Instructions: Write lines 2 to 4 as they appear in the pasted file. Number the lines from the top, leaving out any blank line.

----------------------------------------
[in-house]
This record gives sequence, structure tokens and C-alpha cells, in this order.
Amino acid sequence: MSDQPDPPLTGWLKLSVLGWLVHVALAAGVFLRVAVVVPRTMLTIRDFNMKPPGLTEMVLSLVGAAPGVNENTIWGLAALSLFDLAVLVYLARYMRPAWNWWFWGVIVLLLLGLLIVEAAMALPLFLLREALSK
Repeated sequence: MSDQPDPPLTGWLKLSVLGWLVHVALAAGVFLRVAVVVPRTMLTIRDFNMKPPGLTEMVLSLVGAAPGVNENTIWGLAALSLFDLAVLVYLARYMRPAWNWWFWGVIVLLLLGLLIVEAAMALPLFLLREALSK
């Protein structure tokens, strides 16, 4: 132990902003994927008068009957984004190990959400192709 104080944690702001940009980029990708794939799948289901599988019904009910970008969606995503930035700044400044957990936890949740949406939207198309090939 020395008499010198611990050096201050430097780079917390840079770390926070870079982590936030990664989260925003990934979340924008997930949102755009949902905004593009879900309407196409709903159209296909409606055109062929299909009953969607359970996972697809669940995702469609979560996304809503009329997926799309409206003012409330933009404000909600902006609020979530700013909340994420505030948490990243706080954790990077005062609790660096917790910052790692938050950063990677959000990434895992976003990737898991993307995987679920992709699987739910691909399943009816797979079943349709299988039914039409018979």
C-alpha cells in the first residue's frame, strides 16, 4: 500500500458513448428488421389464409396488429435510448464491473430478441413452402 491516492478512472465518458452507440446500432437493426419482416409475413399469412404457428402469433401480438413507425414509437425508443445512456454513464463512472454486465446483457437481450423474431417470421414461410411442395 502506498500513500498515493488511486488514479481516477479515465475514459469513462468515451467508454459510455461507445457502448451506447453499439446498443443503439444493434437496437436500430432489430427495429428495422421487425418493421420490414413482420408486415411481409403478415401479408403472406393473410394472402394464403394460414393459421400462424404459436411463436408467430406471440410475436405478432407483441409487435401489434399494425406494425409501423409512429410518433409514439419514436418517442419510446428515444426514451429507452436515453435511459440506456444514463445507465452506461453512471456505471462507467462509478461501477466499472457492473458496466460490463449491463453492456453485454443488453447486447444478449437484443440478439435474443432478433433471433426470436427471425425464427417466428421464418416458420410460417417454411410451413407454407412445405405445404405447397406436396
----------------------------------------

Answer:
This record gives sequence, structure tokens and C-alpha cells, in this order.
Amino acid sequence: MSDQPDPPLTGWLKLSVLGWLVHVALAAGVFLRVAVVVPRTMLTIRDFNMKPPGLTEMVLSLVGAAPGVNENTIWGLAALSLFDLAVLVYLARYMRPAWNWWFWGVIVLLLLGLLIVEAAMALPLFLLREALSK
Repeated sequence: MSDQPDPPLTGWLKLSVLGWLVHVALAAGVFLRVAVVVPRTMLTIRDFNMKPPGLTEMVLSLVGAAPGVNENTIWGLAALSLFDLAVLVYLARYMRPAWNWWFWGVIVLLLLGLLIVEAAMALPLFLLREALSK